Adelaide Town Hall. 3 Feb 2012
As wonderful as music recording technology is, it can never substitute for the live experience of the concert hall. Music should not be a single sensory experience. It should be heard as well as seen and felt, and it should be visceral. The concert hall can provide all those things, and more, as did the opening concert of the ASO’s 2012 season.
Maestro Volmer’s programming intelligently showed the orchestra to its best advantage and in all its glory. The program followed a ‘classical’ format: a stirring overture, then a concerto followed by a symphony to finish, but the selections had ‘wow’ factor!
The evening kicked off with the iconic Prelude to Act 1 of Wagner’s comic and ever popular opera The Mastersingers of Nuremberg. It was exuberant, bold and brassy, but overpowered. Fully, 70 plus musicians belted out the familiar melody - and arm chair conductors, throughout the gorgeous Town Hall, beat out the time with their fingers on their laps - but the subtleties of the piece struggled to come to the surface in the avalanche of sound.
Dressed in a drop-dead-gorgeous elegant blue gown, ASO Concertmaster Natsuko Yoshimoto then took the stage as soloist in the Sibelius Violin Concerto. She is a world class musician and tackled the almost obscene technical difficulties of the piece with apparent ease, great sensitivity and musicality. Volmer knew what he wanted from the soloist and orchestra, and got it. He has an astute understanding of Sibelius – I fondly recall him conducting the full symphony cycle in the ASO’s Sibelius Festival in 2007, and the boxed set of ABC recordings still grace my shelves.
In celebration of Fritz Kreisler’s birthday – born almost to the day in 1875 – Yoshimoto led the orchestra from the violin in an encore of Kreisler’s Liebesleid und Liebesfreud, and to the audience’s delight Volmer, who had not returned to the podium after the final bows before the encore, re-emerged from the percussion section and played the final note on the triangle!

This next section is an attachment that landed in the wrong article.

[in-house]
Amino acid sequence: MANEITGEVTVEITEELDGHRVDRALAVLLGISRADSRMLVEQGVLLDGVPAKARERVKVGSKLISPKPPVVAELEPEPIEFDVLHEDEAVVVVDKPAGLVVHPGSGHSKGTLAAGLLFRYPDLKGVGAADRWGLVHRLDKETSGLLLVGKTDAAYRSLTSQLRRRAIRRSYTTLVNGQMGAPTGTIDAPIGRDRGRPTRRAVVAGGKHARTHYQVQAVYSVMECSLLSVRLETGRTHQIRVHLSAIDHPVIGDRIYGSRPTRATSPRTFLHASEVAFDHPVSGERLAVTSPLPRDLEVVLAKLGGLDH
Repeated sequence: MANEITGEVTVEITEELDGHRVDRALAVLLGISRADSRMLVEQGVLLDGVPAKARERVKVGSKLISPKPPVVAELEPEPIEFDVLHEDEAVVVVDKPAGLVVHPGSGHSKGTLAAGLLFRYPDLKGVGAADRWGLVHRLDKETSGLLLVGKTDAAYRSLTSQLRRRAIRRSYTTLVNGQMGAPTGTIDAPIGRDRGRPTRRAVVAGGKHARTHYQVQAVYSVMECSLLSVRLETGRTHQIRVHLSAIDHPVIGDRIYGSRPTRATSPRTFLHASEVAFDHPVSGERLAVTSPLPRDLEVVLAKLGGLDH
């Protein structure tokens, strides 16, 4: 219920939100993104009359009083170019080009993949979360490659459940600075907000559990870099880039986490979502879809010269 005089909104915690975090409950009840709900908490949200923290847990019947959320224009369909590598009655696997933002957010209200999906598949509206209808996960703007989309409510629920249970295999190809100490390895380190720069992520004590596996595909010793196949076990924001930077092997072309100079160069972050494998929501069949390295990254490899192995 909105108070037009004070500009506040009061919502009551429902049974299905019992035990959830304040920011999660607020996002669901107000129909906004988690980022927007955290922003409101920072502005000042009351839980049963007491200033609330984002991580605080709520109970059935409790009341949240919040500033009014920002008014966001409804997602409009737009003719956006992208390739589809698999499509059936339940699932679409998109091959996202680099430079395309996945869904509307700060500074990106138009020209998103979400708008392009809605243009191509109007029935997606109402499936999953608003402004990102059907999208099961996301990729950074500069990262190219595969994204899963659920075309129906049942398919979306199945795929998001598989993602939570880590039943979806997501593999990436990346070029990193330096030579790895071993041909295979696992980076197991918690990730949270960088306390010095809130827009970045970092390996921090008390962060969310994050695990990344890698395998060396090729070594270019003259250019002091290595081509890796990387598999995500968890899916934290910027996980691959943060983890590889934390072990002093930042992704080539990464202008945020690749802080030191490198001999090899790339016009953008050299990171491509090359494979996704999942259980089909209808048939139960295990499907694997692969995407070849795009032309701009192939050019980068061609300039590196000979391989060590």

Hector Berlioz’s landmark Symphonie Fantastique capped off the program. This symphony is big in every way: it has expansive melodies which drive the piece rather than traditional forms dictating the musical ideas, and it needs a large, very large, orchestra including two tuba (very rare!) two harps, and ...wait for it...no less than four timpanists. Did I say wow factor? At its conclusion, the orchestra still had energy and enthusiasm for a final encore in the form of Berlioz’s ever popular Hungarian March from the Damnation of Faust.
This concert truly showed off the talents of the ASO and left the audience hungry for the beginning of the Master Series on 29th March, which will feature two icons of the repertoire: Beethoven’s imperial Symphony No.3 and Tchaikovsky’s stunning piano Concerto No.1. Yes, of course you’ve got them on CD but you shouldn’t miss them live! And, between then and now is the Adelaide Festival, so hold on for a thrilling ride. Ya gotta love Adelaide!